I'm not ashamed of certain things I was doing. But taking into account that I'm 22 years older and I may be a little more intelligent than I was then and taking into account the things that happened in the 1990s and all that happened over the last 20 or so years, well maybe I would do some things differently. At least I wouldn't be so happy that communism has fallen and that a new era of democracy is coming, because we were confronted with numerous challenges. First of all, there is the challenge of social injustice, of poverty, a challenge that I thought we would overcome many years ago but which is going on not only here in Croatia but throughout the region - in Bosnia, Serbia, even Slovenia (where I didn't think it would be a problem, but it is) as well as in Hungary and Italy, not to mention Greece.

So, the whole region is stricken by the economic crisis, and it's not only linked with ex-communist problems or problems of transition. It is a much deeper crisis, and the public here in Croatia and elsewhere doesn't understand this. Generally speaking, there is a problem with the nature of capitalism on the one hand, and on the other hand it's the problem that Europe is losing the importance that it had over the last centuries.

Here in Croatia, we've been a member of NATO for several years. In few days, from July 1, 2013, Croatia will be a member of the European Union. But we also have unemployment of 19%. Many people are not satisfied with the situation here, and more than 50 percent of the young population would like to find a job and live outside Croatia. So these are the obvious problems.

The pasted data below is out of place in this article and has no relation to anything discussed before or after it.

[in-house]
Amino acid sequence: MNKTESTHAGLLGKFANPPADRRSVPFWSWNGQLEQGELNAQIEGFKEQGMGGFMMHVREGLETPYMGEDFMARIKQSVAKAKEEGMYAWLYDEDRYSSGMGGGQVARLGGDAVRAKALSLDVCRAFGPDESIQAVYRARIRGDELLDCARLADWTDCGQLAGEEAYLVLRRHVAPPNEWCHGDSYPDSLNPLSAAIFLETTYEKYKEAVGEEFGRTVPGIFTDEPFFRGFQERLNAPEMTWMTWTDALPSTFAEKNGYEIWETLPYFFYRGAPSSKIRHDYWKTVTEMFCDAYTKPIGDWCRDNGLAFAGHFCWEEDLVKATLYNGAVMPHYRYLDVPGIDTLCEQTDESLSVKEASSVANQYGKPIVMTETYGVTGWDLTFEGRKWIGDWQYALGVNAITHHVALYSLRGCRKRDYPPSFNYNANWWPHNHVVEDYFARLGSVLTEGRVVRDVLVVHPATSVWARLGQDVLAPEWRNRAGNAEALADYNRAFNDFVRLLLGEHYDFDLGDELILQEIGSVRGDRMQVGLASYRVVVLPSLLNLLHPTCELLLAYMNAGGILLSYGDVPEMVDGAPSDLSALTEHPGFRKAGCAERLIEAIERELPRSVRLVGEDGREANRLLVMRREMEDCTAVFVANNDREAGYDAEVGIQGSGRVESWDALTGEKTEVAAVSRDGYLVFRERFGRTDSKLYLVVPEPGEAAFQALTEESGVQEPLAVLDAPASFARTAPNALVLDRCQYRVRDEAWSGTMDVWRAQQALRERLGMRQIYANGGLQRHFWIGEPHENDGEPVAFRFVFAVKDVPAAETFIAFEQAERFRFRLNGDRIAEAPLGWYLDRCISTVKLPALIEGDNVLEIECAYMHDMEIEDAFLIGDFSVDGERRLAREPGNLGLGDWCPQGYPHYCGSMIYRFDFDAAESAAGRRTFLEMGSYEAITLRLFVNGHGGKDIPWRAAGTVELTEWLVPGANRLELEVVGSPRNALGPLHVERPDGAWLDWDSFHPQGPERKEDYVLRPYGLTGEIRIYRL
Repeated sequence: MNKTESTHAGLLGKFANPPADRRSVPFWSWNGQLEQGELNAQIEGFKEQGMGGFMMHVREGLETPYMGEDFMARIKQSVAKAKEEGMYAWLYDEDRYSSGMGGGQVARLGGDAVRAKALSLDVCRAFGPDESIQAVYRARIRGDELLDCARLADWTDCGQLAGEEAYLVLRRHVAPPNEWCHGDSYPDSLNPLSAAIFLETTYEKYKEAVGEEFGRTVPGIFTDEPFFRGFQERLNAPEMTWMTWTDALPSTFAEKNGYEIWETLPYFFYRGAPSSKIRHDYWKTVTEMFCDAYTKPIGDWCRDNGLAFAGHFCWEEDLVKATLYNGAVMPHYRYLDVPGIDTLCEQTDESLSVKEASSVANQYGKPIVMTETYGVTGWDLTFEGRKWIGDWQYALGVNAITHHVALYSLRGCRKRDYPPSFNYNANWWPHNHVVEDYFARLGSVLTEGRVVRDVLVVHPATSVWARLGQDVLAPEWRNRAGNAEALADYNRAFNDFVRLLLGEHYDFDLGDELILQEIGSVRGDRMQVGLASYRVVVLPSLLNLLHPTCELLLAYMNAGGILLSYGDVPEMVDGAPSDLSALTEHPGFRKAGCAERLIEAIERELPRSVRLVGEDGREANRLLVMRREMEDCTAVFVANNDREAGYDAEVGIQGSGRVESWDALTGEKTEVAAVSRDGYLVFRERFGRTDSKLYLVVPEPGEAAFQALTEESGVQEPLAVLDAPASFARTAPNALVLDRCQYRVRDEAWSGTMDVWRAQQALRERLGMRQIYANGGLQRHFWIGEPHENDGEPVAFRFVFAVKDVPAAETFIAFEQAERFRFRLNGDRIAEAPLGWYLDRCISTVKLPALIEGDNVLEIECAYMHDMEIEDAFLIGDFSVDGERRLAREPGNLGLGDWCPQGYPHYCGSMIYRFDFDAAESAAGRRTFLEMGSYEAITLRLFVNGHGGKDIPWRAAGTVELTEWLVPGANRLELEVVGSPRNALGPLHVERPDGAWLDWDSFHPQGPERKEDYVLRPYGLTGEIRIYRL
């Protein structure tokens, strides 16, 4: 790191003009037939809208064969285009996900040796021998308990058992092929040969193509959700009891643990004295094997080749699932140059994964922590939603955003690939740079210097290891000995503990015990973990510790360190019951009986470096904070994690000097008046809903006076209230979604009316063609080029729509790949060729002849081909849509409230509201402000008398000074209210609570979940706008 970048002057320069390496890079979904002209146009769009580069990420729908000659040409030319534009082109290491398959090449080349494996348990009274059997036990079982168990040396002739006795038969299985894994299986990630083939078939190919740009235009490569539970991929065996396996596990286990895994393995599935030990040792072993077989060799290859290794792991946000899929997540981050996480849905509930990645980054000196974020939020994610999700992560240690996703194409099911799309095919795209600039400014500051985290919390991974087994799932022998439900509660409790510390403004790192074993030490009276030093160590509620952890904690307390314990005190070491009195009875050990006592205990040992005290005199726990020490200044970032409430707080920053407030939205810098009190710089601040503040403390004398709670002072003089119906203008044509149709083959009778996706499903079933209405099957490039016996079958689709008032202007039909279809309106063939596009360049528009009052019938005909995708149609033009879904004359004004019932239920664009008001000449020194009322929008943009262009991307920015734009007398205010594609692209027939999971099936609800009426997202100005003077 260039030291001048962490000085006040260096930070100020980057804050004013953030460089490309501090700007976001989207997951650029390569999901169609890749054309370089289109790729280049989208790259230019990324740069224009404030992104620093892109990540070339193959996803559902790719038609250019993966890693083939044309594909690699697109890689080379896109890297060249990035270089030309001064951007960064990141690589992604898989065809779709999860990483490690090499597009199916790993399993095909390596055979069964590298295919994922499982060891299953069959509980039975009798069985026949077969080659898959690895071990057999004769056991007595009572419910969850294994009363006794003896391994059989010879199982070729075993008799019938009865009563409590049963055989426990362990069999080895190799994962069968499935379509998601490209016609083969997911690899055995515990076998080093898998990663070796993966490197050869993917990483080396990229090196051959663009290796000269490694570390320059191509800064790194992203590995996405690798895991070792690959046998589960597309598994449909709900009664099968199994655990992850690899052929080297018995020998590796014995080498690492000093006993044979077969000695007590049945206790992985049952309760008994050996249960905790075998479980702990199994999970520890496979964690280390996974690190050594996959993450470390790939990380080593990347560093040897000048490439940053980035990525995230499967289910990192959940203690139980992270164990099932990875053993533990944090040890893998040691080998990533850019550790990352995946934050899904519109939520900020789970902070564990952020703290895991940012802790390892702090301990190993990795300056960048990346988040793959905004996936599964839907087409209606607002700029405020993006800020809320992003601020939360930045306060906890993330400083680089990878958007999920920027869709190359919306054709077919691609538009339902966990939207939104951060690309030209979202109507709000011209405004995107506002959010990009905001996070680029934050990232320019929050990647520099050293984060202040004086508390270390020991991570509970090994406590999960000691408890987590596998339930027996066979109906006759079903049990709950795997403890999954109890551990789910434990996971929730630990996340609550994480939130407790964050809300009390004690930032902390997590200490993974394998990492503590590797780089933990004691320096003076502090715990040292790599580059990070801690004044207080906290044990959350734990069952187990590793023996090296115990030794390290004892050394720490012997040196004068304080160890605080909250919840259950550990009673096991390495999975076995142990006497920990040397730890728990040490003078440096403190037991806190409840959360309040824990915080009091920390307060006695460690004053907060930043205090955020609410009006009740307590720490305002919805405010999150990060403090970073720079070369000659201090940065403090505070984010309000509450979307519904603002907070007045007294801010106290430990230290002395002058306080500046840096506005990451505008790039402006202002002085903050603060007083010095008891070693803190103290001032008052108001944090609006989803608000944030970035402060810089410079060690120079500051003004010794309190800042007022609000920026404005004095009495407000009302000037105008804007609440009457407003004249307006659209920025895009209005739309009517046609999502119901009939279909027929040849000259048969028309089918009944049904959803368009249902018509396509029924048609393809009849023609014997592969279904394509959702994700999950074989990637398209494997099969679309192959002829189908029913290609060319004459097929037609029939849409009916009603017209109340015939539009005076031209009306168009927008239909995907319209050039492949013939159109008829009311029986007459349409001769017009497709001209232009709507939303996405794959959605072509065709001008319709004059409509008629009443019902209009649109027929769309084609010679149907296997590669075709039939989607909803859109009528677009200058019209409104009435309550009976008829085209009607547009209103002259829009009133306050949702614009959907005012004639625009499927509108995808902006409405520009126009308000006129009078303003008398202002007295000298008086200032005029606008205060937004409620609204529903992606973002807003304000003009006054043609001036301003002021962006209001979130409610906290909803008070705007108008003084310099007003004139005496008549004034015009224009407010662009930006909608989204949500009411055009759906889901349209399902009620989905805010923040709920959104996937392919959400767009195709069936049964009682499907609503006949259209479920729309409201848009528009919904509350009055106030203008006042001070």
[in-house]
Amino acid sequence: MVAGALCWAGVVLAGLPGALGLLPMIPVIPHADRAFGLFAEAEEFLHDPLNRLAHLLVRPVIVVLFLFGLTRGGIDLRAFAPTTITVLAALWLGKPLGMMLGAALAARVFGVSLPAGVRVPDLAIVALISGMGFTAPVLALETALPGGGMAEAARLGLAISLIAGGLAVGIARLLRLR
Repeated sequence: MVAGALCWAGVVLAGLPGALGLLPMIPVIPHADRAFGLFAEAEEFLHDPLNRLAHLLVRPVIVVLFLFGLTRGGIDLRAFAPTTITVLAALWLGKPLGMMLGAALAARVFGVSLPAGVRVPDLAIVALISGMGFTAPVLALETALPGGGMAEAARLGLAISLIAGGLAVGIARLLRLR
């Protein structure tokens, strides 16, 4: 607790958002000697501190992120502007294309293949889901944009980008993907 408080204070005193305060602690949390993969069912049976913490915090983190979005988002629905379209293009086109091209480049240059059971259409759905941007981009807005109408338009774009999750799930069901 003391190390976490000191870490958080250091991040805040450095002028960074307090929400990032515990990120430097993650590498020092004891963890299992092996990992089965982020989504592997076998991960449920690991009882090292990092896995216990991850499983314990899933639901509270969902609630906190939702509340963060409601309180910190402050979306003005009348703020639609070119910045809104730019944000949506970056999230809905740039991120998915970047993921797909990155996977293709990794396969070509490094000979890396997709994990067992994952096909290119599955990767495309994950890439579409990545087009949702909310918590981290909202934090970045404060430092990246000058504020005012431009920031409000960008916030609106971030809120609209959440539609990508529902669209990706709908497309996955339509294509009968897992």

Croatian intellectuals always have an explanation for the problems this country experienced. We were living together with Austrians and Hungarians for 800 years and the only thing we needed was to become independent, so in 1918 we got rid of Austria and Hungary. Then we got Belgrade and the attitude was: we need to get rid of the Serbs because Belgrade is creating all the problems. So, in 1991, we got rid of Belgrade and then we had four years of wars. That was four years of destruction and instability, but okay, it finished in 1995. So now we have 17 years without Belgrade or Budapest or Vienna, and now you can say that we are in the middle of nowhere.

Do you think that it's just a matter of time after accession to the EU that people will say they don't want to have Brussels either?

To read the rest of the interview, click here.